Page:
The 10-year Stacey Abrams project to flip Georgia has come to fruition.

By Reid J. Epstein and Astead W. Herndon

Stacey Abrams in Atlanta on Tuesday. After losing her race for governor in 2018, she has led voter registration efforts in Georgia.
Stacey Abrams in Atlanta on Tuesday. After losing her race for governor in 2018, she has led voter registration efforts in Georgia.Credit…Elijah Nouvelage/Reuters

As Democrats flipped both of Georgia’s Senate seats from the incumbent Republicans, credit flowed to one person broadly acknowledged as being most responsible for Georgia’s new status as a Democratic state: Stacey Abrams.

Ms. Abrams, the former minority leader of the Georgia state House, has spent a decade building a Democratic political infrastructure in the state, first with her New Georgia Project and now with Fair Fight, the voting rights organization she founded in the wake of her losing campaign for governor in 2018.

Late Tuesday night, Ms. Abrams praised the thousands of “organizers, volunteers, canvassers & tireless groups” who helped rebuild the state’s Democratic Party from the rump it was when she became the state House minority leader in 2011.

While Ms. Abrams is widely expected to run for governor again in 2022, she is at the moment one of the most influential American politicians not in elected office. It was her political infrastructure and strategy of increasing turnout among the state’s Black, Latino and Asian voters that laid the groundwork for both President-elect Joseph R. Biden Jr.’s victory in November and the Democrats’ performance in the Senate races.Ms. Abrams was not alone in Georgia, of course: Numerous other Black women have led a decades-long organizing effort to transform the state’s electorate.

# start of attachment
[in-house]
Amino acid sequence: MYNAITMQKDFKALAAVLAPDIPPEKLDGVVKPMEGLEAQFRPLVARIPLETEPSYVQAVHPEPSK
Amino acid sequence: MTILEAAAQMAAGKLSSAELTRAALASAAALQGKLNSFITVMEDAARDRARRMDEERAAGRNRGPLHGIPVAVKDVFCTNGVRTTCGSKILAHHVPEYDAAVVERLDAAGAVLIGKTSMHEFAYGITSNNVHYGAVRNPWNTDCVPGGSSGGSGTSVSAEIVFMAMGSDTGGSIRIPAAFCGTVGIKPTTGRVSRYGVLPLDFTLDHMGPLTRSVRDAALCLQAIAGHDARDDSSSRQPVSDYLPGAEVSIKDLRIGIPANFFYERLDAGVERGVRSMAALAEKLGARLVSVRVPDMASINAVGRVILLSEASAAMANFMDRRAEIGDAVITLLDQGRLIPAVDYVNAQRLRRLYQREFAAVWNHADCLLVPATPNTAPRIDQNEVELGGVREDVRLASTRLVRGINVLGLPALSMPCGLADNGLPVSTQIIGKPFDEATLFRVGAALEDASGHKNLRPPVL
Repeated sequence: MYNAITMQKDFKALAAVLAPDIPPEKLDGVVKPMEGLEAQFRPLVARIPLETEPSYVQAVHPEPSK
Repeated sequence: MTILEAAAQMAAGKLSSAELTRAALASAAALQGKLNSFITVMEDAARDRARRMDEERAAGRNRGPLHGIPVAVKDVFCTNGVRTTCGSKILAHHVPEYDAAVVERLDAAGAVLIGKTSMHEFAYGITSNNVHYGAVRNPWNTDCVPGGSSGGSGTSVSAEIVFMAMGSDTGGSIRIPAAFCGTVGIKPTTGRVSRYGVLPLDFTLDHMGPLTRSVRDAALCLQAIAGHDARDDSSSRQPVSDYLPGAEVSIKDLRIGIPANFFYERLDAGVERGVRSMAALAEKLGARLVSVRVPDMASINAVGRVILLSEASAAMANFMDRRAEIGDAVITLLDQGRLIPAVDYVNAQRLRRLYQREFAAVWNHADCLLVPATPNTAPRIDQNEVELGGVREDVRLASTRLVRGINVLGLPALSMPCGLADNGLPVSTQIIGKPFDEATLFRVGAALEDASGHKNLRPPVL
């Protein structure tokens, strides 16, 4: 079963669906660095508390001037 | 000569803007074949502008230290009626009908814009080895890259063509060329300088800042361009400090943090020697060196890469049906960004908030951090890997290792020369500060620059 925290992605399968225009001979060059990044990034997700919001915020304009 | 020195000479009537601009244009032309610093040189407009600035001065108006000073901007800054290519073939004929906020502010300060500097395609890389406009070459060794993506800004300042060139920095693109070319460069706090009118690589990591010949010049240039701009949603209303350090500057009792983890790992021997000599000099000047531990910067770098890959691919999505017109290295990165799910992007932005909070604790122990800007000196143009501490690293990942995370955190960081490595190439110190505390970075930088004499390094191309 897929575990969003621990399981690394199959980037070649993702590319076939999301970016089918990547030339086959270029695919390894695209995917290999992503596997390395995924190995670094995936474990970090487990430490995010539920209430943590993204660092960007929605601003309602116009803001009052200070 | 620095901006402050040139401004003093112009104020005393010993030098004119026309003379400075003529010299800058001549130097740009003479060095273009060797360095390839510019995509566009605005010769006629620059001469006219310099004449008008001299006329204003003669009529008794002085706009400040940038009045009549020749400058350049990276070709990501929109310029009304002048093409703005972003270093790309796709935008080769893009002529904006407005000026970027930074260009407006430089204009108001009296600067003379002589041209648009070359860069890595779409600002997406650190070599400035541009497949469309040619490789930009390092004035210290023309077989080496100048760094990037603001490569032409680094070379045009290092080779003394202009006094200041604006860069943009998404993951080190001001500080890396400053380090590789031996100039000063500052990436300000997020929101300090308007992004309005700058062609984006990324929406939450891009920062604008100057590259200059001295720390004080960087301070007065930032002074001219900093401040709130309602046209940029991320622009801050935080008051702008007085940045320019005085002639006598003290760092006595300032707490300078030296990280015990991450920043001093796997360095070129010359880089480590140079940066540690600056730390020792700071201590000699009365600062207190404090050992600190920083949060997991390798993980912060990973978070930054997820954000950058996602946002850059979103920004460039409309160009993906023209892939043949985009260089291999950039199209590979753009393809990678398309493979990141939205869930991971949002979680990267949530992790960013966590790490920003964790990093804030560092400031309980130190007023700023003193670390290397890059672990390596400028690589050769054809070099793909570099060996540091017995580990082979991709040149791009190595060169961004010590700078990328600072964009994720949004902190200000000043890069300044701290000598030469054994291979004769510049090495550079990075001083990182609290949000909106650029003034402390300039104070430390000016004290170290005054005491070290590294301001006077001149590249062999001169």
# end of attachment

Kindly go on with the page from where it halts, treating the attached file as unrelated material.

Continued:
“We weren’t surprised that Georgia turned blue, because we’ve been working on it for over 15 years,” Deborah Scott, the founder of Georgia Stand Up, said after Mr. Biden’s victory in the general election.

“It’s been an uphill battle,” said Felicia Davis, a longtime organizer in Clayton County. “Because here, we’re not just women, we’re Southern women. And we’re not just Southern women, we’re Southern Black women.”

Still, Ms. Abrams was the most visible face at the forefront of the turnout push. And when it came time to cut a TV ad urging Georgians to confirm the status of their absentee ballots — voters have until Friday to cure absentee ballots that contain minor errors — she appeared in the ad reminding them how to do so.

“Don’t wait,” she said. “Your vote has the power to determine the future of Georgia and our country. It’s time to make certain your voice is heard.”